The central character and voice of the fiction is the “Snooty Baronet,” a journalistic epithet used by Michael Kell-Imrie, a former serviceman who sustained an unbelievable number of wounds during the Great War, leaving him with a mechanical leg, which squeaks if it is not oiled often enough, and a plate in his head, which bothers him during weather changes. This opinionated and acerbic writer stumbled into his profession by trying to write a book in which he takes the side of Moby Dick against Ahab and the gang of louts who hunt him. His fish book, as Snooty calls it, received a publicity boost when on a fishing trip Snooty actually caught an unbelievably large game fish, a feat which attracted nationwide attention in the press. This publicity, along with his minor title, provides him with sufficient notoriety to be able to earn a living by his ideas. What he really wants to write about, however, is how people behave, but his conclusions are so radical that they disconcert his readers. Thus, his books on social behavior do not sell very well. The interesting relationship between works of fiction and unpopular philosophical or political volumes mirrors Lewis’ career during the 1930’s, when his political and social beliefs became quite objectionable.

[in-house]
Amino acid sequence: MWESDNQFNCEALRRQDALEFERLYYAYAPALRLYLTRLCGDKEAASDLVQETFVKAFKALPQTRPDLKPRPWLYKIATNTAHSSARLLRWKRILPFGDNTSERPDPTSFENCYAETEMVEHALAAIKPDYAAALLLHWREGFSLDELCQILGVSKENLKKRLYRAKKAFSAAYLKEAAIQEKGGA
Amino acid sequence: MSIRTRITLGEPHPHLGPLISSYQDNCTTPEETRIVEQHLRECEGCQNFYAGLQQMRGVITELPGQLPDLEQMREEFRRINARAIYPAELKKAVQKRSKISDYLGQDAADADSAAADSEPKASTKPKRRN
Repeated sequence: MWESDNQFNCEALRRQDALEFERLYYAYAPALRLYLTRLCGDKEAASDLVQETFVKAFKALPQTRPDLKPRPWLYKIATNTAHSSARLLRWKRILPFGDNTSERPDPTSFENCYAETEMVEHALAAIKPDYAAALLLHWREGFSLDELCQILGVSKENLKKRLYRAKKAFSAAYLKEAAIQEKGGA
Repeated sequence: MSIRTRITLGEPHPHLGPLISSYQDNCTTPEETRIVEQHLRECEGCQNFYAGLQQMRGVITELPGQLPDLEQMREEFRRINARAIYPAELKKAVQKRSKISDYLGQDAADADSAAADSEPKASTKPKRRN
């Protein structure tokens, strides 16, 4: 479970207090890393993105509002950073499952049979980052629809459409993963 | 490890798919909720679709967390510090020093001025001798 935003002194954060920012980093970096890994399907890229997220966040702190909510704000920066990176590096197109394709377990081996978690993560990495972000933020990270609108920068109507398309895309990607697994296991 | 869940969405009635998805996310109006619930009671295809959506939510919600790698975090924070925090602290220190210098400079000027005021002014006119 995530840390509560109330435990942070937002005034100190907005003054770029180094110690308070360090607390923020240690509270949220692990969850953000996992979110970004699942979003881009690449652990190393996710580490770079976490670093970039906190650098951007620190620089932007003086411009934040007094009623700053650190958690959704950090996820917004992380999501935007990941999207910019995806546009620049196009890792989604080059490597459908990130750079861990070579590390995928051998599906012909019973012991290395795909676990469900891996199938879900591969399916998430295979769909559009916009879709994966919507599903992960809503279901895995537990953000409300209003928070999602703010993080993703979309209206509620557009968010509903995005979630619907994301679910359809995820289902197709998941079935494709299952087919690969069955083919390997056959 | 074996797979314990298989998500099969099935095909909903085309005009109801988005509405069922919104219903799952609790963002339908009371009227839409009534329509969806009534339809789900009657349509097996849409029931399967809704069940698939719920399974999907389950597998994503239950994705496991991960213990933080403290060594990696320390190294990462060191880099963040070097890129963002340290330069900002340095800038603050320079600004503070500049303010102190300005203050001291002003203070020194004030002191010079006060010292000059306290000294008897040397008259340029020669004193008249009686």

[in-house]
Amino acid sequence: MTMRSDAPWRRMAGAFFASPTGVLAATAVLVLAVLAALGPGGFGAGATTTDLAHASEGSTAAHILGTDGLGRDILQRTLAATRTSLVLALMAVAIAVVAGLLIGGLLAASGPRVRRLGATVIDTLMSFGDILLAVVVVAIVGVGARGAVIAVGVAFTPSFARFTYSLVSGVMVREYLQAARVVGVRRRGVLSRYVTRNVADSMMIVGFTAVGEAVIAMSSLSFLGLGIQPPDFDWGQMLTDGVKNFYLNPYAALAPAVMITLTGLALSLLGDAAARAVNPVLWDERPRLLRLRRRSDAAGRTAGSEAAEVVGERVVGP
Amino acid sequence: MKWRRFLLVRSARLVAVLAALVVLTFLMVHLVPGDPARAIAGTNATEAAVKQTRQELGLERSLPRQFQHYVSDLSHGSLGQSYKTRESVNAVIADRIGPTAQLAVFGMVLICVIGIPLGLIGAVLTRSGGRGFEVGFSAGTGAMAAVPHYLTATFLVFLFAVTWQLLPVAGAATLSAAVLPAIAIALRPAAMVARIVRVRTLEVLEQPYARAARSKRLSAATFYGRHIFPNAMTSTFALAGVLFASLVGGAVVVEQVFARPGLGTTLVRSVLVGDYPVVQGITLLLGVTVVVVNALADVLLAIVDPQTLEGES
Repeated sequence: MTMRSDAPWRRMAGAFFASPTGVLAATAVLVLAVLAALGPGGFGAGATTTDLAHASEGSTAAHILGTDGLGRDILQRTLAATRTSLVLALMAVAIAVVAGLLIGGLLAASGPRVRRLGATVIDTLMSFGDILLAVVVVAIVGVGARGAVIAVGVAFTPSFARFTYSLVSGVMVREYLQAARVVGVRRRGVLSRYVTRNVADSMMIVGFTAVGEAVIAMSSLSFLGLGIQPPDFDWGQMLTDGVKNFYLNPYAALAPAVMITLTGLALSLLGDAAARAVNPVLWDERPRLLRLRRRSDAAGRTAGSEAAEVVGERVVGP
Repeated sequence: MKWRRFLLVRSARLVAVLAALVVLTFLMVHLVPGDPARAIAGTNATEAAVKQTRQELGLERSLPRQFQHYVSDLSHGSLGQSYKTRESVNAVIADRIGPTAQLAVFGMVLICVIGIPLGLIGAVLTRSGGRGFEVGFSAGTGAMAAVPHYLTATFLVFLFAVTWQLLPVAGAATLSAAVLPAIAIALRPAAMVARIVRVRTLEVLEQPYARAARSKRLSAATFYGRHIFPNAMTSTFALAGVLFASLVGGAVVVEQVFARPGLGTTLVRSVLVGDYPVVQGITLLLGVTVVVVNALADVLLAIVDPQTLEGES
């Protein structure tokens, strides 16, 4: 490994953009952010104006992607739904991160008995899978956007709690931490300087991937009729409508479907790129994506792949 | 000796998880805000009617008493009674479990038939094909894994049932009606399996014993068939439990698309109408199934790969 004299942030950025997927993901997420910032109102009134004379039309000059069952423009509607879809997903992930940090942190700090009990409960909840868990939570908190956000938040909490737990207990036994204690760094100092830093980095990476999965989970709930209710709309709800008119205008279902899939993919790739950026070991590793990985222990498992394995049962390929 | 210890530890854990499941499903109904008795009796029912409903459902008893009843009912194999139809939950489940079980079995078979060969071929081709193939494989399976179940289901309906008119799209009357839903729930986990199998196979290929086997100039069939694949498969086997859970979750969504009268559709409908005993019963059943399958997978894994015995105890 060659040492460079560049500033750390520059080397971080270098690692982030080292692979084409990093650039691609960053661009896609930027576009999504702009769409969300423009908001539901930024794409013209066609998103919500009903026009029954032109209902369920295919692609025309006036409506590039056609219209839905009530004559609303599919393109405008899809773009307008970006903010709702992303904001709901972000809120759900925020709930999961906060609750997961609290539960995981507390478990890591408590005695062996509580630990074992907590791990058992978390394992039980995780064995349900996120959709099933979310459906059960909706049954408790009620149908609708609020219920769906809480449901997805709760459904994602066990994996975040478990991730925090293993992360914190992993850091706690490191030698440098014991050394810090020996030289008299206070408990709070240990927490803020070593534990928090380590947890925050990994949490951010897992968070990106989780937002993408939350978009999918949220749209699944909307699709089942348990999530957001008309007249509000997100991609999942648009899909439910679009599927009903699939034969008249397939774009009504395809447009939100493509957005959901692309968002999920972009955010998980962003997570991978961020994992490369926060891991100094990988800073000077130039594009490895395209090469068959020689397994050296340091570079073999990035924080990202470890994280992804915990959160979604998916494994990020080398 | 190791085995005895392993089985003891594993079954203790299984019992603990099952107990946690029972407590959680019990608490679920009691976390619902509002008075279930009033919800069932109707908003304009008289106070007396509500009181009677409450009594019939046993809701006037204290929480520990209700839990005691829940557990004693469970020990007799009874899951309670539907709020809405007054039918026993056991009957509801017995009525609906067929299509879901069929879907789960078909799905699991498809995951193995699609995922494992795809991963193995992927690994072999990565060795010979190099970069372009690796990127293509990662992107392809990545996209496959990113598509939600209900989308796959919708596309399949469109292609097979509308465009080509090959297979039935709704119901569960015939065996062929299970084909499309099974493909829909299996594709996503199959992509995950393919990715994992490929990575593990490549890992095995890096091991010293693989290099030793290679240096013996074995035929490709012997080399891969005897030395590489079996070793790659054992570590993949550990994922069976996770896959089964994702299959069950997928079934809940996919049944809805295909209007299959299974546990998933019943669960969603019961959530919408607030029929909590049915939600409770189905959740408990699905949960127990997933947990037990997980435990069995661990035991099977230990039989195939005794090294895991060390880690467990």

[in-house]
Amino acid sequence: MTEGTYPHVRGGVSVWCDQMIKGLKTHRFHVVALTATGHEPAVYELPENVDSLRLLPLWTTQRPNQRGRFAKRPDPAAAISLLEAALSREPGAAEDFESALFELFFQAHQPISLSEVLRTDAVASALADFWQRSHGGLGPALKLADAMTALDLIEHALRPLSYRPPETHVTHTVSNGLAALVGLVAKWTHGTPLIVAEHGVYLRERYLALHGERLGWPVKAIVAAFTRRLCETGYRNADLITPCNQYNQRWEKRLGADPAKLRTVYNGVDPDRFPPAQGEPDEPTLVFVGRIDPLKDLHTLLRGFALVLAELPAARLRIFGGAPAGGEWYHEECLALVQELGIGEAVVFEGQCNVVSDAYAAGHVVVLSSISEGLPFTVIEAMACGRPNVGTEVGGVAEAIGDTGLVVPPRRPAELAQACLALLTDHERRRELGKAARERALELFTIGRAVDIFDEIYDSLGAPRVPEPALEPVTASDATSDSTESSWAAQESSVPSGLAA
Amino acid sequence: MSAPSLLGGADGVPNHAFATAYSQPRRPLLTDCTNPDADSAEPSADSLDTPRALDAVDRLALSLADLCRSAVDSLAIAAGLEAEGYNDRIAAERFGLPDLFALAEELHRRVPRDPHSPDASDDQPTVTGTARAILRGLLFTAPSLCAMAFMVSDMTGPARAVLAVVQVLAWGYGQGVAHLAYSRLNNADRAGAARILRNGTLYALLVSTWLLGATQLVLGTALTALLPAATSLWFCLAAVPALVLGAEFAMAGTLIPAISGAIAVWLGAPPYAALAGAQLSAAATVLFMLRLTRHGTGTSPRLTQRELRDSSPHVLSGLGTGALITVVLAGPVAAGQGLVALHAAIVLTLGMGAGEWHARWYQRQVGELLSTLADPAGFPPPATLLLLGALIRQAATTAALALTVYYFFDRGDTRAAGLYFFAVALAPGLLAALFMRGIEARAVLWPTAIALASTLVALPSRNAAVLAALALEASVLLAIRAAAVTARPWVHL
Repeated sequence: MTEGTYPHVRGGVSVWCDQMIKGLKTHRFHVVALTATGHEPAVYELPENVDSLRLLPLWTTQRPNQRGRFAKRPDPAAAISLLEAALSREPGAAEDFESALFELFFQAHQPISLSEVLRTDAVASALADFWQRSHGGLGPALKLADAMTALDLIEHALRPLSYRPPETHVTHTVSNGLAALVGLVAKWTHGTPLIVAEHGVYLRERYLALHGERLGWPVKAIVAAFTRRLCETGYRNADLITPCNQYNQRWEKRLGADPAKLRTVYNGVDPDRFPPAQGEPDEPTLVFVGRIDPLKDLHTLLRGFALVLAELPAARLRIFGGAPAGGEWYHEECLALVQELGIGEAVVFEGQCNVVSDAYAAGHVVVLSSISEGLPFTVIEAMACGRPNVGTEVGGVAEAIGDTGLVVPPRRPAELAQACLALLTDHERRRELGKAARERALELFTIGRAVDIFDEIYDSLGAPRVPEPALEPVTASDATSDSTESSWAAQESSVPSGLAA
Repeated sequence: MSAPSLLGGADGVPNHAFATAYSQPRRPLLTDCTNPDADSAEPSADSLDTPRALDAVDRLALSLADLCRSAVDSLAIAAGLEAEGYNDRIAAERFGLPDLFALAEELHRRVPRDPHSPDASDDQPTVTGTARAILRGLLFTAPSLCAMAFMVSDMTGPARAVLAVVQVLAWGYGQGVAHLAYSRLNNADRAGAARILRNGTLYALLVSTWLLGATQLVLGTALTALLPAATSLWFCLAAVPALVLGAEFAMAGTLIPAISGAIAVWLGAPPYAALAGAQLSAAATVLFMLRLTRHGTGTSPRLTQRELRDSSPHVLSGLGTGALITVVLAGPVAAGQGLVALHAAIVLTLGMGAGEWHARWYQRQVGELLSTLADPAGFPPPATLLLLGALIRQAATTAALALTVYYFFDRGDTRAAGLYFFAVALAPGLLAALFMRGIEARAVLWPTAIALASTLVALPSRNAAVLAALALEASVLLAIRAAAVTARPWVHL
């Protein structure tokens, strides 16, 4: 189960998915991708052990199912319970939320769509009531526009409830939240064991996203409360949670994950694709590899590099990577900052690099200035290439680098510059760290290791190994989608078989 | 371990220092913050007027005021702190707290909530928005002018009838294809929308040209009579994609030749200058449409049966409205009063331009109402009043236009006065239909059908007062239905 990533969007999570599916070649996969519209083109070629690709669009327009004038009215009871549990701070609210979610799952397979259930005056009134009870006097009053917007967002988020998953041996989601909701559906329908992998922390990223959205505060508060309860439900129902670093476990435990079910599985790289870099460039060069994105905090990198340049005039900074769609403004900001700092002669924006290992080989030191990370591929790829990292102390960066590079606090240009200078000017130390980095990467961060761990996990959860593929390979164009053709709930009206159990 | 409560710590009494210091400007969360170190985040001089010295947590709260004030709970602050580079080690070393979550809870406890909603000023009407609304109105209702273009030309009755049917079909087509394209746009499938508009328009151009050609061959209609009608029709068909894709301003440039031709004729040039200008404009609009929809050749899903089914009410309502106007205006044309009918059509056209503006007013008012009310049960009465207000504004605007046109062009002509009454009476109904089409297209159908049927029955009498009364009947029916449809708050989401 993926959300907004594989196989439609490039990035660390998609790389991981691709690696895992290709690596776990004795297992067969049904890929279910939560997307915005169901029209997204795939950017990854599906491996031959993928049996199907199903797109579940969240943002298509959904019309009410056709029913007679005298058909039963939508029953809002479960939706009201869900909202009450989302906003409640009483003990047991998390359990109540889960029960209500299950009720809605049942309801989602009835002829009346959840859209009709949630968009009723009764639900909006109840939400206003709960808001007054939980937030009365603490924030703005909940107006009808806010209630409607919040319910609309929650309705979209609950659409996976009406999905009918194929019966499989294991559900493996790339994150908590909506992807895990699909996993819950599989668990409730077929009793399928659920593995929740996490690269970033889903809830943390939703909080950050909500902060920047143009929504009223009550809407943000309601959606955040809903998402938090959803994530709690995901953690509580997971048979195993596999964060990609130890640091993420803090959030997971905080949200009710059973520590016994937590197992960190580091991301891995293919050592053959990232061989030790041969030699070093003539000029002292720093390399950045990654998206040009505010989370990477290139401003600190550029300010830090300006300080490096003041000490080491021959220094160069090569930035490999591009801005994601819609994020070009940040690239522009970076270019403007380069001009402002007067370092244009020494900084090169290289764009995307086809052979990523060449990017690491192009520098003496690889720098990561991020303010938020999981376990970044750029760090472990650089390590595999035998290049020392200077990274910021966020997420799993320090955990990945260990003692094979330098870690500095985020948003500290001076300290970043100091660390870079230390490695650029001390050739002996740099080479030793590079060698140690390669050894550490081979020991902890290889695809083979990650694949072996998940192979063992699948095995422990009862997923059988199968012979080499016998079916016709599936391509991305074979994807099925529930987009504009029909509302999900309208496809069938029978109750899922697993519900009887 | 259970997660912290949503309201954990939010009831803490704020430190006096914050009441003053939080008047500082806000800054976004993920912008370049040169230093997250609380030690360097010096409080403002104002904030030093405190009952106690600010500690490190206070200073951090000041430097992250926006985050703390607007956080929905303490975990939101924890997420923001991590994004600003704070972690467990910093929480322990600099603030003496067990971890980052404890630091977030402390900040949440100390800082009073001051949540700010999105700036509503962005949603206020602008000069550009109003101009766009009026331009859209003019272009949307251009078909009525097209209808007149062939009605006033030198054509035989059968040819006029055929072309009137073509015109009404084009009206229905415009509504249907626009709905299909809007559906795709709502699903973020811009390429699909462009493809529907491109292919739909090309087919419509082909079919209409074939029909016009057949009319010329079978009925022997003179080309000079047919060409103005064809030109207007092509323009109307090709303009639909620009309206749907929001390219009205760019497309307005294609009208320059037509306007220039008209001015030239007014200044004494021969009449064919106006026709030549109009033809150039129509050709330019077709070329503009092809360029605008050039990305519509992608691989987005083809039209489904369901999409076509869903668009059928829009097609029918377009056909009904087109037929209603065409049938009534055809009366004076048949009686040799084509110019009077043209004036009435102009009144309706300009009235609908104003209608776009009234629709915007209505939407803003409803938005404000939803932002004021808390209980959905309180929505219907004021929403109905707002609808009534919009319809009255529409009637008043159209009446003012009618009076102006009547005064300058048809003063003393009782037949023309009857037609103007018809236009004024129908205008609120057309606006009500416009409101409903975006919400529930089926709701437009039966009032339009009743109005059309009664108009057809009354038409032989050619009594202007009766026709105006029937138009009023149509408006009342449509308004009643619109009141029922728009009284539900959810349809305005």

Val and Lily represent two types of fictional heroines popular in the serious fiction of the interwar years. Val as an artist manque retains faint echos of Aldous Huxley’s characters in such works as...
(The entire section is 480 words.)